about $1,000 each.
Walker’s interest in cultivating young leaders and mentors came from his own experiences as a boy growing
up in public housing. He describes himself as too busy to get into much trouble as a child. At the age of 13,
he organized the children in his project for a fund-raising drive. They did chores and put on skits and plays at
the local community center, and then went to an out-of-state amusement park with the money they raised.
But Walker saw many friends and neighbors fall into trouble as they got older. As a young man, he decided to
do something that would help children growing up in similar circumstances.
At 21, he took a job with Youth Opportunity Unlimited, a program of the 4-H organization. He helped
establish youth clubs in public housing projects and served as an adult counselor to the clubs. At 23, he became
a firefighter—the job he still holds—and used that as a platform for sponsoring fund-raisers to benefit poor
children. Walker decided to found a youth mentoring program that would operate through his church—Young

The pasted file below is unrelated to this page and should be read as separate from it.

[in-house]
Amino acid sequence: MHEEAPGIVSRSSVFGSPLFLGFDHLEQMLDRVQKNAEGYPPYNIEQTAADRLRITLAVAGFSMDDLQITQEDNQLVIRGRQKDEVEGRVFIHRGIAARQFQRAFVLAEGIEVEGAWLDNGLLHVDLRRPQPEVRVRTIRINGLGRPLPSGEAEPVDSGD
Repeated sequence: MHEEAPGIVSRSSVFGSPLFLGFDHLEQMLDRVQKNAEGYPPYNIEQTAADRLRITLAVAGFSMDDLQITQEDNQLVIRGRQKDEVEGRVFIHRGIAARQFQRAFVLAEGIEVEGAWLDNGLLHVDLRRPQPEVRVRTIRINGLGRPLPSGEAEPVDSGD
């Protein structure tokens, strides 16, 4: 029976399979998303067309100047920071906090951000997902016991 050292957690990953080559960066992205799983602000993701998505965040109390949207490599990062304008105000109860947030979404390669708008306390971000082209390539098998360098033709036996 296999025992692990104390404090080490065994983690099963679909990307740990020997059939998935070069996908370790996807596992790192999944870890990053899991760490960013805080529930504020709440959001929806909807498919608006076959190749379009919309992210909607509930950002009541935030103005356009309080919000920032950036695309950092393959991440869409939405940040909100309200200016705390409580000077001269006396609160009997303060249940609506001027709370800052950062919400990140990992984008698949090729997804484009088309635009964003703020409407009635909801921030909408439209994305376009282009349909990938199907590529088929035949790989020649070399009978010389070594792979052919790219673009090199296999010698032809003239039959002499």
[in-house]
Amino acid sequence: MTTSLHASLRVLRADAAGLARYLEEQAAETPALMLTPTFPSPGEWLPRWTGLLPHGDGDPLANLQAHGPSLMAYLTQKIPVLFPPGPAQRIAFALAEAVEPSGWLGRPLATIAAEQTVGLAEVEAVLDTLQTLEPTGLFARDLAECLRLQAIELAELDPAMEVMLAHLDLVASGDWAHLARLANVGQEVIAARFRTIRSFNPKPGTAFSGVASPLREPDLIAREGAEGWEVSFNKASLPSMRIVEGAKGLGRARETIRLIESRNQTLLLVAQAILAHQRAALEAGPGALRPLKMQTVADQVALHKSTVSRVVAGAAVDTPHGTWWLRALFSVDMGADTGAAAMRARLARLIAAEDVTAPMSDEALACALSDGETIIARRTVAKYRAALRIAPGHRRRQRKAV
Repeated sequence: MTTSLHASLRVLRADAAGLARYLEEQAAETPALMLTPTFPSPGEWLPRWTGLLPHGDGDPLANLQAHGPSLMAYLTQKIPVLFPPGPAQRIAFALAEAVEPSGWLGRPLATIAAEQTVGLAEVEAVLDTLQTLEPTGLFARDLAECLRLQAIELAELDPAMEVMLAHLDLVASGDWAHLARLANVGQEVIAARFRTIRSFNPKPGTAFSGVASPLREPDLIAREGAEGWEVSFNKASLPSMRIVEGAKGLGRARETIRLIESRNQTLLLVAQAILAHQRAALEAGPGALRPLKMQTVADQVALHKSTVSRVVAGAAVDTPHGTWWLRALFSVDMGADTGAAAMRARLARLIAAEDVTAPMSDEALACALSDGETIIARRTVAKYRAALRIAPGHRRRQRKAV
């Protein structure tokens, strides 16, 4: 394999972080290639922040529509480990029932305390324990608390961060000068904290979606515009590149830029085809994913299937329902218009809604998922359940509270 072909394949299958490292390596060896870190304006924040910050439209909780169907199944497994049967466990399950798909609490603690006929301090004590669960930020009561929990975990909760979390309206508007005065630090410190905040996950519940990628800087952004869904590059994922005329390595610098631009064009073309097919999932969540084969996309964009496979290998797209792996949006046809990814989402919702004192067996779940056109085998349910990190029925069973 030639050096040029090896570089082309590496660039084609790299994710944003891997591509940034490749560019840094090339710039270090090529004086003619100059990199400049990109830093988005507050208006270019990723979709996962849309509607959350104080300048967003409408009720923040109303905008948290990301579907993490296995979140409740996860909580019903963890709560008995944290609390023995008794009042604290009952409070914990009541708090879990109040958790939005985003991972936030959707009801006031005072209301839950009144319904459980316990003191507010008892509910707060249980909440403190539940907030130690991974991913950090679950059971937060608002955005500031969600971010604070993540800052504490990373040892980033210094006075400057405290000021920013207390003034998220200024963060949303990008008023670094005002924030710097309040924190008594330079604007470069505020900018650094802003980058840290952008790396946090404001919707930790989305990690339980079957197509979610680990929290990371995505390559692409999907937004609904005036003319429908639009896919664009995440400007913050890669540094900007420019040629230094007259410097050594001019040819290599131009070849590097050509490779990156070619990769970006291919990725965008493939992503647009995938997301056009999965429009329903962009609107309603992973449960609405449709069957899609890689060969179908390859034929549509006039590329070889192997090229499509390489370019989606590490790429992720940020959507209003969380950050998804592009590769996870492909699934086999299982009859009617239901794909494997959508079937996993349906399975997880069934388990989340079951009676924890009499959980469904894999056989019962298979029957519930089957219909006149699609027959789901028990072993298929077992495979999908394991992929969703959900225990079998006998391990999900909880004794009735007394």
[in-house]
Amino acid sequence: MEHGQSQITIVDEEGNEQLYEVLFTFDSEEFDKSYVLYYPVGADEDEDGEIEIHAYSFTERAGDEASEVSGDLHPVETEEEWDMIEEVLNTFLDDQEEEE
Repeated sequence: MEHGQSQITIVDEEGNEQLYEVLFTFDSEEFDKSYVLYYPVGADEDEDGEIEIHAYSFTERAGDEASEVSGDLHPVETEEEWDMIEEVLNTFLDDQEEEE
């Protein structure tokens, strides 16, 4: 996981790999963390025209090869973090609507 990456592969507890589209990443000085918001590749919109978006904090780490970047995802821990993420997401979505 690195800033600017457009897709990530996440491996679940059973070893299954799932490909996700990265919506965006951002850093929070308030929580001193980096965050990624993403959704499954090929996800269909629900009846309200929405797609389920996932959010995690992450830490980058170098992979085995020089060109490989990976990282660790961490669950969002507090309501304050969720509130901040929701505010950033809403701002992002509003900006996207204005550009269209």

Men, Inc.—after a Christian conversion experience in his mid-30s.
The program’s maximum capacity, given its current budget, is 50 boys. Walker is pursuing new funding in
hopes of having 100 participants next summer. Funding so far has come from Lilly Endowment Inc.,
the Indianapolis Foundation, The Indianapolis Star, and several churches, including Church at the
Crossing, Eastern Star, Second Presbyterian, and Calvary Wesleyan.
Like Mentoring with a Mission, YMI relies on the efforts of volunteers. Walker’s wife writes grant applications,
for example. Aside from a part-time administrative assistant and the teen counselors, in fact, all of the dozen or
so people involved in the program are volunteers. Walker’s schedule as a firefighter—24 hours on the job, and
then 48 hours off—affords him sufficient free time to oversee the operation.
Transportation is the biggest single item in YMI’s budget, because its service area is large, and most of
the children need a ride. Walker leases three vans each summer to transport the children.
Walker also operates what he calls “phase two” of Young Men, Inc. This is less a formal program than a
casual, year-round attempt to stay in touch with the boys and their families. Walker, his assistant director, and
other adult volunteers make calls, visit homes, and randomly check up on the boys at school. Occasionally,
the entire group gathers for some sort of outing. This phase of the program is funded primarily by